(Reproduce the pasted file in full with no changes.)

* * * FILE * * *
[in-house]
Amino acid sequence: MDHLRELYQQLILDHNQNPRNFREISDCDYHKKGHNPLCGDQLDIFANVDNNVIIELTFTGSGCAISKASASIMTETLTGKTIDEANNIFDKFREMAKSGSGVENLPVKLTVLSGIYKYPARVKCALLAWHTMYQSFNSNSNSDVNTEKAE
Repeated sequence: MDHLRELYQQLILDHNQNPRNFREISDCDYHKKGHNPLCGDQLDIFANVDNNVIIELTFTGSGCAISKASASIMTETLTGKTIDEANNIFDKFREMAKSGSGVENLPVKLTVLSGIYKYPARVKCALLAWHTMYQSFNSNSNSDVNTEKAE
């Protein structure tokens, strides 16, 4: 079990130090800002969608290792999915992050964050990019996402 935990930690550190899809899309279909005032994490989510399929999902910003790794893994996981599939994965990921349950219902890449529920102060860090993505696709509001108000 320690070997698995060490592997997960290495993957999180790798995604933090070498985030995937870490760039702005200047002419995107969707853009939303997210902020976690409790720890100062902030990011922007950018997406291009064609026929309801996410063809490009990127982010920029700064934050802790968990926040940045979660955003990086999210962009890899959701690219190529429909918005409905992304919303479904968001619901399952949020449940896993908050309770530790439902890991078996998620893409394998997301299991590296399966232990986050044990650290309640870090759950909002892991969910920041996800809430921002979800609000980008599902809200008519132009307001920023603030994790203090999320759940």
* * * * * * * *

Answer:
[in-house]
Amino acid sequence: MDHLRELYQQLILDHNQNPRNFREISDCDYHKKGHNPLCGDQLDIFANVDNNVIIELTFTGSGCAISKASASIMTETLTGKTIDEANNIFDKFREMAKSGSGVENLPVKLTVLSGIYKYPARVKCALLAWHTMYQSFNSNSNSDVNTEKAE
Repeated sequence: MDHLRELYQQLILDHNQNPRNFREISDCDYHKKGHNPLCGDQLDIFANVDNNVIIELTFTGSGCAISKASASIMTETLTGKTIDEANNIFDKFREMAKSGSGVENLPVKLTVLSGIYKYPARVKCALLAWHTMYQSFNSNSNSDVNTEKAE
């Protein structure tokens, strides 16, 4: 079990130090800002969608290792999915992050964050990019996402 935990930690550190899809899309279909005032994490989510399929999902910003790794893994996981599939994965990921349950219902890449529920102060860090993505696709509001108000 320690070997698995060490592997997960290495993957999180790798995604933090070498985030995937870490760039702005200047002419995107969707853009939303997210902020976690409790720890100062902030990011922007950018997406291009064609026929309801996410063809490009990127982010920029700064934050802790968990926040940045979660955003990086999210962009890899959701690219190529429909918005409905992304919303479904968001619901399952949020449940896993908050309770530790439902890991078996998620893409394998997301299991590296399966232990986050044990650290309640870090759950909002892991969910920041996800809430921002979800609000980008599902809200008519132009307001920023603030994790203090999320759940």